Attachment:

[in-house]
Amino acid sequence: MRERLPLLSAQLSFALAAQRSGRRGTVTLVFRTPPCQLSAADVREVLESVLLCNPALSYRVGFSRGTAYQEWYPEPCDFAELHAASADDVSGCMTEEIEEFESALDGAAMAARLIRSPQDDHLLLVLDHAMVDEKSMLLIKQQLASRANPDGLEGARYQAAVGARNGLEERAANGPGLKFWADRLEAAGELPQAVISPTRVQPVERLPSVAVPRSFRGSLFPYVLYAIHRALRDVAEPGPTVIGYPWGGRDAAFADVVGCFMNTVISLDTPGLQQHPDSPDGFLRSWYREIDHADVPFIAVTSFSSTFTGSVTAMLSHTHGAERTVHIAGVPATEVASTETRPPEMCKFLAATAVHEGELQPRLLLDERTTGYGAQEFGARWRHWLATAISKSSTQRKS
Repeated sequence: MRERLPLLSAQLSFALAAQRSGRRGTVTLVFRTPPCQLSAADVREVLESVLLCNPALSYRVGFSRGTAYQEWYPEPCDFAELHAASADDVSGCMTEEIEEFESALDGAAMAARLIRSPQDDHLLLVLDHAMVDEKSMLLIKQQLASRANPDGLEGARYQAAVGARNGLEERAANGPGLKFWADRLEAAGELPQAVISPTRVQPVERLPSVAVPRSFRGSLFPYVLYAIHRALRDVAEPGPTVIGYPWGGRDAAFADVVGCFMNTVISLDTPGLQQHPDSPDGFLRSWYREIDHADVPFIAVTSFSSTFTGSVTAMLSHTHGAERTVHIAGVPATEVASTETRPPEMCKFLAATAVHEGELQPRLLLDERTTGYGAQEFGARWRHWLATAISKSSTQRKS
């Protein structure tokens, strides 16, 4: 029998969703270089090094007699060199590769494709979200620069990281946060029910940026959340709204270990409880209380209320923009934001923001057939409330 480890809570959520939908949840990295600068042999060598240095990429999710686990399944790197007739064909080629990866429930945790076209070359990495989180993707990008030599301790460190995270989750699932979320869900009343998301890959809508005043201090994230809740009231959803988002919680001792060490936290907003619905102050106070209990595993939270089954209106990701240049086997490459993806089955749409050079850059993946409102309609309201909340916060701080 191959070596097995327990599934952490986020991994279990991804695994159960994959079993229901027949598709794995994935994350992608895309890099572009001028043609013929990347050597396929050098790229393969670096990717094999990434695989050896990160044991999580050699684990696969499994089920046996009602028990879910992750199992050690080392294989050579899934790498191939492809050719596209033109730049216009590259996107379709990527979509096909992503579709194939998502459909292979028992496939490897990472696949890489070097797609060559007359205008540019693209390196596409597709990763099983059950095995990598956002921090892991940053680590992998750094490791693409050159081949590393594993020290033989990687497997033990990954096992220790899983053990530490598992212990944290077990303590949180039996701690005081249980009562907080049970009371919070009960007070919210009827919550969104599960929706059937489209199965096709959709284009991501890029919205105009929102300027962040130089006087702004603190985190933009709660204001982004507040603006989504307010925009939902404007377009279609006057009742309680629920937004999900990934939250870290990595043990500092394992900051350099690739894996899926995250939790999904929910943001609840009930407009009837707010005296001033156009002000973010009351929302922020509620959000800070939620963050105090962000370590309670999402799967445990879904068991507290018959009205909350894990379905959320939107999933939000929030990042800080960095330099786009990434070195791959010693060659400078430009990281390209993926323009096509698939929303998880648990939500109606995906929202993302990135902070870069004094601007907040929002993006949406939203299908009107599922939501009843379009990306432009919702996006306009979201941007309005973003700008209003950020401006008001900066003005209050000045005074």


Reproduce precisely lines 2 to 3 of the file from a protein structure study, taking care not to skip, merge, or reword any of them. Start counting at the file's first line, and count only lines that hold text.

Amino acid sequence: MRERLPLLSAQLSFALAAQRSGRRGTVTLVFRTPPCQLSAADVREVLESVLLCNPALSYRVGFSRGTAYQEWYPEPCDFAELHAASADDVSGCMTEEIEEFESALDGAAMAARLIRSPQDDHLLLVLDHAMVDEKSMLLIKQQLASRANPDGLEGARYQAAVGARNGLEERAANGPGLKFWADRLEAAGELPQAVISPTRVQPVERLPSVAVPRSFRGSLFPYVLYAIHRALRDVAEPGPTVIGYPWGGRDAAFADVVGCFMNTVISLDTPGLQQHPDSPDGFLRSWYREIDHADVPFIAVTSFSSTFTGSVTAMLSHTHGAERTVHIAGVPATEVASTETRPPEMCKFLAATAVHEGELQPRLLLDERTTGYGAQEFGARWRHWLATAISKSSTQRKS
Repeated sequence: MRERLPLLSAQLSFALAAQRSGRRGTVTLVFRTPPCQLSAADVREVLESVLLCNPALSYRVGFSRGTAYQEWYPEPCDFAELHAASADDVSGCMTEEIEEFESALDGAAMAARLIRSPQDDHLLLVLDHAMVDEKSMLLIKQQLASRANPDGLEGARYQAAVGARNGLEERAANGPGLKFWADRLEAAGELPQAVISPTRVQPVERLPSVAVPRSFRGSLFPYVLYAIHRALRDVAEPGPTVIGYPWGGRDAAFADVVGCFMNTVISLDTPGLQQHPDSPDGFLRSWYREIDHADVPFIAVTSFSSTFTGSVTAMLSHTHGAERTVHIAGVPATEVASTETRPPEMCKFLAATAVHEGELQPRLLLDERTTGYGAQEFGARWRHWLATAISKSSTQRKS